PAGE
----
A Chorus Line - Sydney Festival

Rebecca Varidel
15th Jan 2022

Broadway’s iconic dance musical A Chorus Line first opened on Broadway in 1975. Ten Tony Awards®, a Pulitzer Prize for Drama and countless international tributes later, the acclaimed stage show remains one of the most successful musicals of all time.

Set on the bare stage of a Broadway theatre, the musical as the show title suggests is centered on Broadway dancers auditioning for spots on a chorus line. A Chorus Line searches the inner lives and ambitions of these professional Broadway dances, and features one powerhouse number after another. You probably know and love them already, 'What I Did for Love', 'One', 'I Can Do That', 'At the Ballet', 'The Music and the Mirror', and 'I Hope I Get It'.

Up until A Chorus Line, the Broadway musical had focused on the 'stars'. Then this ground breaking musical changed the focus, not only giving recognition to the ensemble, but providing a glimpse behind the scenes, and therefore introducing the audience to a new style of story, staging and choreography.

At the time of opening, it is said that the original 1975 show revived an ailing Broadway. Are you feeling the Sydney parallels nearly 50 years later, as The Darlinghurst Theatre Company welcomes us back to live theatre in Sydney? After delays in opening due to that 'c' word, and we can only guess there has been some challenges to the rehearsals as well as the show due to lockdowns and then escalating isolations, the Darlinghurst Theatre Production of A Chorus Line has opened at Riverside Theatre Parramatta, and will then move on to the stage of the Sydney Opera House.

At its heart, this production remains true to the original Broadway show. As it's a dancing musical, the dancing is definitely the core. Applause to the talents of Helpmann Award-nominated director choreographer Amy Campbell for her brand new choreography. Throughout the auditions, the individual story telling dance moves of the chorus line are splattered with spectacular acrobatics. And it still carries enough of the original feels, hip thrusts, hat tips to be true. Then, the big production finale enchants us and indelibly engraves those last moments of the show on our memory. Loved the shazam silver sparkles of that last scene too which enhances as a modern update on the traditional golden glow. And yes those acrobatics carry us through to curtain.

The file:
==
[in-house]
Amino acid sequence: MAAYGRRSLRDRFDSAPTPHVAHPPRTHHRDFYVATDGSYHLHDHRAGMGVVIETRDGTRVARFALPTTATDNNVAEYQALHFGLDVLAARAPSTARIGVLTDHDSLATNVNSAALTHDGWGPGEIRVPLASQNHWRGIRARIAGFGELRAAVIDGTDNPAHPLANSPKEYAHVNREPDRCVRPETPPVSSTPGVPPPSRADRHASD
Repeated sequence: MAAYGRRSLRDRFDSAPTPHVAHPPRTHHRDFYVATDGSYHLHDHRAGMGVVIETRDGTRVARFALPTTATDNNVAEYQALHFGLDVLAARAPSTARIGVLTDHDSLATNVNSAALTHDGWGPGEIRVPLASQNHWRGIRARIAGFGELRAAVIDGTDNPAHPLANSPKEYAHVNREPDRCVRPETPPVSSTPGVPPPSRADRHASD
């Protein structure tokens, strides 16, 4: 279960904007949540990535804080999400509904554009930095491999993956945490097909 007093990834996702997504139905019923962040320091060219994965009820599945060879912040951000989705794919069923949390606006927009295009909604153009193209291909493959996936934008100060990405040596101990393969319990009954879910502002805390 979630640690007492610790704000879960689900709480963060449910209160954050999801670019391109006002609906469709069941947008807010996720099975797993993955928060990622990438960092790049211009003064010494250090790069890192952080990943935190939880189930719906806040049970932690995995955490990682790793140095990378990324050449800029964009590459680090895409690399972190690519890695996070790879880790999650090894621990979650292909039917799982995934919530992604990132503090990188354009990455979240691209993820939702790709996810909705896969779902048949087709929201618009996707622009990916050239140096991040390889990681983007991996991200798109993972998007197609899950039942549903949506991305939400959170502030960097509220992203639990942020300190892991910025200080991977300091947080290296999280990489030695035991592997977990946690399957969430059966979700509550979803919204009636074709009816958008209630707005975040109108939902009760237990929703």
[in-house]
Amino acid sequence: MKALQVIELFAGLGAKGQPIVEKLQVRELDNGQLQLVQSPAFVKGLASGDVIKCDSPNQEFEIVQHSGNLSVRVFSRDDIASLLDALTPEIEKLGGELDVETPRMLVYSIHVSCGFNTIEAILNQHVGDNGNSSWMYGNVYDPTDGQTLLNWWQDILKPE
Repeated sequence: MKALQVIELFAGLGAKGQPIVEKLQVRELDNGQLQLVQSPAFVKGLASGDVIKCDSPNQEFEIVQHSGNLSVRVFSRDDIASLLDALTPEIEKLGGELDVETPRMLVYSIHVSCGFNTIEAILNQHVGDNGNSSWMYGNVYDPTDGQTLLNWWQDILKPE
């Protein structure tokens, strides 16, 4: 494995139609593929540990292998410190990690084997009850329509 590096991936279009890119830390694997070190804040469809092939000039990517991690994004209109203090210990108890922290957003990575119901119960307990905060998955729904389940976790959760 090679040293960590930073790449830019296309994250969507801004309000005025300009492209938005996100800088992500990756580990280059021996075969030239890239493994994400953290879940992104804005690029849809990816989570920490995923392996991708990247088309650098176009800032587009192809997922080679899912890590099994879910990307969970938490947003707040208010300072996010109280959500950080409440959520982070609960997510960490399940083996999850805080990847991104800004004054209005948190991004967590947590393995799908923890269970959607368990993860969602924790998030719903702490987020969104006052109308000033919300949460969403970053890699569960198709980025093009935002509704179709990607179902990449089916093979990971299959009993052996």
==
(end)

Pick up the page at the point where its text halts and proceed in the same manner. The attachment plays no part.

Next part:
Credits for stand outs go to the triple threat dynamite Angelique Cassimatis in the role of Cassie, who is believable in emotions, and transitioning the reverse move from 'star' back to chorus. But watch out powerhouse as she shines in her solo 'The Music and the Mirror'. Cassimatis has worked with Amy Campbell before, when Campbell choreographed her one-woman show, Guilty Pleasures. We see a bit of that dynamic in the story too, who has and who hasn't worked with the director Zach before. Zach's played by Adam Jon Fiorentino, strong and commanding yet compassionate, his voice is the story-line mortar.

Rechelle Mansour plays the loud attention seeking Val which is kind of funny, for this reason... IRL Mansour herself is stunning and a model, but her Val is an excellent dancer who couldn’t get performing jobs because of her looks (until she had plastic surgery that is). Mansour delivers a totally lovable character and believable performance, the kind that makes you imagine you are actually in rehearsal with her. Superb! Total love!! And while the story does include a married couple, we're seeing Rechelle's IRL Maikolo Fetikoa love on the same stage too, as optimistic first timer Mark. Just to set the record straight, we loved your hoofin', acrobatics, acting and all out fab-u-lous-ness also. And get this, it is his actual musical theatre debut, the same as it is for his character. Good casting! Now to the onstage couple, Ross Chisari perfectly portrays street wise Al from the Bronx, newly married to Kristine. And it's stripey Suzanne Steel as Kristine who first captures our attention in the opening number with the first perfect high kick of the show.

Mariah Gonzalez reels us in as the determined streetwise Latina from the Bronx. Throughout the show she gives us sass, but then lets us in with an open hearted vulnerability in her solo 'Nothing'. Blonde bombshell Nadia Coote is the legs, and the business, as Sheila. She gets her flirtatious confidence down pat in her all rounder accomplishments, she is the T in 'all THAT'. 

To be brutal, A Chorus Line is seemingly simple, yet this is a very challenging show to make. Bottom line, this Darlinghurst Theatre Company production is just what Sydney needs right now, colourful, fun and entertaining.


Photos by Robert Catto, courtesy of Sydney Festival.